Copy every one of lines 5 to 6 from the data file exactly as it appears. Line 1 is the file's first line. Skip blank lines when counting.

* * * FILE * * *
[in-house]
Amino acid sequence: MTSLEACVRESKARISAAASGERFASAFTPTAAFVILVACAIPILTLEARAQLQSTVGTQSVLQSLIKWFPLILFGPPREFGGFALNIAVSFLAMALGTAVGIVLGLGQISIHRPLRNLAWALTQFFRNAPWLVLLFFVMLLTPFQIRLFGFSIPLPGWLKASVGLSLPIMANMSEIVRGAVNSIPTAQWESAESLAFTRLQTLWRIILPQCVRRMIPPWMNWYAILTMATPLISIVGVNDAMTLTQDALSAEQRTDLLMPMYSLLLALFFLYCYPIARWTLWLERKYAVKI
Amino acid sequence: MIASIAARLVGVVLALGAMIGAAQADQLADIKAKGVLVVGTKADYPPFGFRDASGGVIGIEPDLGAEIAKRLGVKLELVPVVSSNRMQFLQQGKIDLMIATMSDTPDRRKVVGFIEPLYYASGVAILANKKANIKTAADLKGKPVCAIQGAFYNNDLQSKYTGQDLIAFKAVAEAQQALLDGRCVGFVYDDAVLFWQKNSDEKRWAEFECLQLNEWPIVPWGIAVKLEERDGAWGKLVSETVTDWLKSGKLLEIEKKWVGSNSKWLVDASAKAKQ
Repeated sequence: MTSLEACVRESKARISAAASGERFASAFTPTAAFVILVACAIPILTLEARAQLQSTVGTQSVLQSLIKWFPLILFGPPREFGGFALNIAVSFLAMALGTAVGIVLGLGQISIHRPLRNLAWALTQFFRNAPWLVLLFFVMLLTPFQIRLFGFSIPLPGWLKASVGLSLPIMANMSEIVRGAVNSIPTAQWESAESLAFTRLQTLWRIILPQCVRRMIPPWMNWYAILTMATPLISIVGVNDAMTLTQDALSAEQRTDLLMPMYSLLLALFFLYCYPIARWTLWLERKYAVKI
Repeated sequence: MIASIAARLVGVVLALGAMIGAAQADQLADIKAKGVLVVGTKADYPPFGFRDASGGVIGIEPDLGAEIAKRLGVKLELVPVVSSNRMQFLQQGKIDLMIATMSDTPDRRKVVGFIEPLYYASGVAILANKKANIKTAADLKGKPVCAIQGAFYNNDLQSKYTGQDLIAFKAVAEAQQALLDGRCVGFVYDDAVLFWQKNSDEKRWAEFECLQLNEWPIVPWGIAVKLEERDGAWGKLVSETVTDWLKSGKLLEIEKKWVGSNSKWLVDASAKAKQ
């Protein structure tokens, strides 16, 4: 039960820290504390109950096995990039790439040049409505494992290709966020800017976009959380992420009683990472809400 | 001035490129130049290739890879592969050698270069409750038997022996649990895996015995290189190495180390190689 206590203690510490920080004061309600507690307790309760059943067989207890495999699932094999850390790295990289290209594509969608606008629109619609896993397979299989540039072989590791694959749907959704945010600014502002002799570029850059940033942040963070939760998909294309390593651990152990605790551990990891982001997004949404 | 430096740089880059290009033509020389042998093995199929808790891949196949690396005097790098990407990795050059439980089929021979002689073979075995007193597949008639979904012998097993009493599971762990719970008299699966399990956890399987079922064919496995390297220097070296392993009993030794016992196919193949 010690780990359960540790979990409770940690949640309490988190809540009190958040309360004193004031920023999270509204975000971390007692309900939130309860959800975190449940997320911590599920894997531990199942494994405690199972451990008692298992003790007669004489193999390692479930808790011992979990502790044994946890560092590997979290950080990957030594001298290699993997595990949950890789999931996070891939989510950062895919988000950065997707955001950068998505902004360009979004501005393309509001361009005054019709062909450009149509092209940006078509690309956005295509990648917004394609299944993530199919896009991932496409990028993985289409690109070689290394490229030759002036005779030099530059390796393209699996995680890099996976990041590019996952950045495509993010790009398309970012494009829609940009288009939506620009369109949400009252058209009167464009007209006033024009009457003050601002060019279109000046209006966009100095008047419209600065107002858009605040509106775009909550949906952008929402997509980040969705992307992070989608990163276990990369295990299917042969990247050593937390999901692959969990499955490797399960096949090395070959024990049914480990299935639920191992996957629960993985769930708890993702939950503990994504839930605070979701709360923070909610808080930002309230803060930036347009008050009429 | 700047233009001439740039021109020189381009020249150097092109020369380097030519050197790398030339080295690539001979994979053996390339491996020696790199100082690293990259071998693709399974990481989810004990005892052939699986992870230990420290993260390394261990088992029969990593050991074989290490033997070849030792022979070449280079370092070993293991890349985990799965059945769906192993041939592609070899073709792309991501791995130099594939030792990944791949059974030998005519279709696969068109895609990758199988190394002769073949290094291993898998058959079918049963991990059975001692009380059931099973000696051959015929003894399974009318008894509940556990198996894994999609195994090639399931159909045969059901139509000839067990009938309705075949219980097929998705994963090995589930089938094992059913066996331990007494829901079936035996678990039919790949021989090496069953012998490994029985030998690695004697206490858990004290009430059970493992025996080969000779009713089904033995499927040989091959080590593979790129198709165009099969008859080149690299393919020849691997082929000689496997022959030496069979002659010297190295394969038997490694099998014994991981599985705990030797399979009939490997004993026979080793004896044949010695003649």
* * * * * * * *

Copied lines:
Repeated sequence: MIASIAARLVGVVLALGAMIGAAQADQLADIKAKGVLVVGTKADYPPFGFRDASGGVIGIEPDLGAEIAKRLGVKLELVPVVSSNRMQFLQQGKIDLMIATMSDTPDRRKVVGFIEPLYYASGVAILANKKANIKTAADLKGKPVCAIQGAFYNNDLQSKYTGQDLIAFKAVAEAQQALLDGRCVGFVYDDAVLFWQKNSDEKRWAEFECLQLNEWPIVPWGIAVKLEERDGAWGKLVSETVTDWLKSGKLLEIEKKWVGSNSKWLVDASAKAKQ
């Protein structure tokens, strides 16, 4: 039960820290504390109950096995990039790439040049409505494992290709966020800017976009959380992420009683990472809400 | 001035490129130049290739890879592969050698270069409750038997022996649990895996015995290189190495180390190689 206590203690510490920080004061309600507690307790309760059943067989207890495999699932094999850390790295990289290209594509969608606008629109619609896993397979299989540039072989590791694959749907959704945010600014502002002799570029850059940033942040963070939760998909294309390593651990152990605790551990990891982001997004949404 | 430096740089880059290009033509020389042998093995199929808790891949196949690396005097790098990407990795050059439980089929021979002689073979075995007193597949008639979904012998097993009493599971762990719970008299699966399990956890399987079922064919496995390297220097070296392993009993030794016992196919193949 010690780990359960540790979990409770940690949640309490988190809540009190958040309360004193004031920023999270509204975000971390007692309900939130309860959800975190449940997320911590599920894997531990199942494994405690199972451990008692298992003790007669004489193999390692479930808790011992979990502790044994946890560092590997979290950080990957030594001298290699993997595990949950890789999931996070891939989510950062895919988000950065997707955001950068998505902004360009979004501005393309509001361009005054019709062909450009149509092209940006078509690309956005295509990648917004394609299944993530199919896009991932496409990028993985289409690109070689290394490229030759002036005779030099530059390796393209699996995680890099996976990041590019996952950045495509993010790009398309970012494009829609940009288009939506620009369109949400009252058209009167464009007209006033024009009457003050601002060019279109000046209006966009100095008047419209600065107002858009605040509106775009909550949906952008929402997509980040969705992307992070989608990163276990990369295990299917042969990247050593937390999901692959969990499955490797399960096949090395070959024990049914480990299935639920191992996957629960993985769930708890993702939950503990994504839930605070979701709360923070909610808080930002309230803060930036347009008050009429 | 700047233009001439740039021109020189381009020249150097092109020369380097030519050197790398030339080295690539001979994979053996390339491996020696790199100082690293990259071998693709399974990481989810004990005892052939699986992870230990420290993260390394261990088992029969990593050991074989290490033997070849030792022979070449280079370092070993293991890349985990799965059945769906192993041939592609070899073709792309991501791995130099594939030792990944791949059974030998005519279709696969068109895609990758199988190394002769073949290094291993898998058959079918049963991990059975001692009380059931099973000696051959015929003894399974009318008894509940556990198996894994999609195994090639399931159909045969059901139509000839067990009938309705075949219980097929998705994963090995589930089938094992059913066996331990007494829901079936035996678990039919790949021989090496069953012998490994029985030998690695004697206490858990004290009430059970493992025996080969000779009713089904033995499927040989091959080590593979790129198709165009099969008859080149690299393919020849691997082929000689496997022959030496069979002659010297190295394969038997490694099998014994991981599985705990030797399979009939490997004993026979080793004896044949010695003649």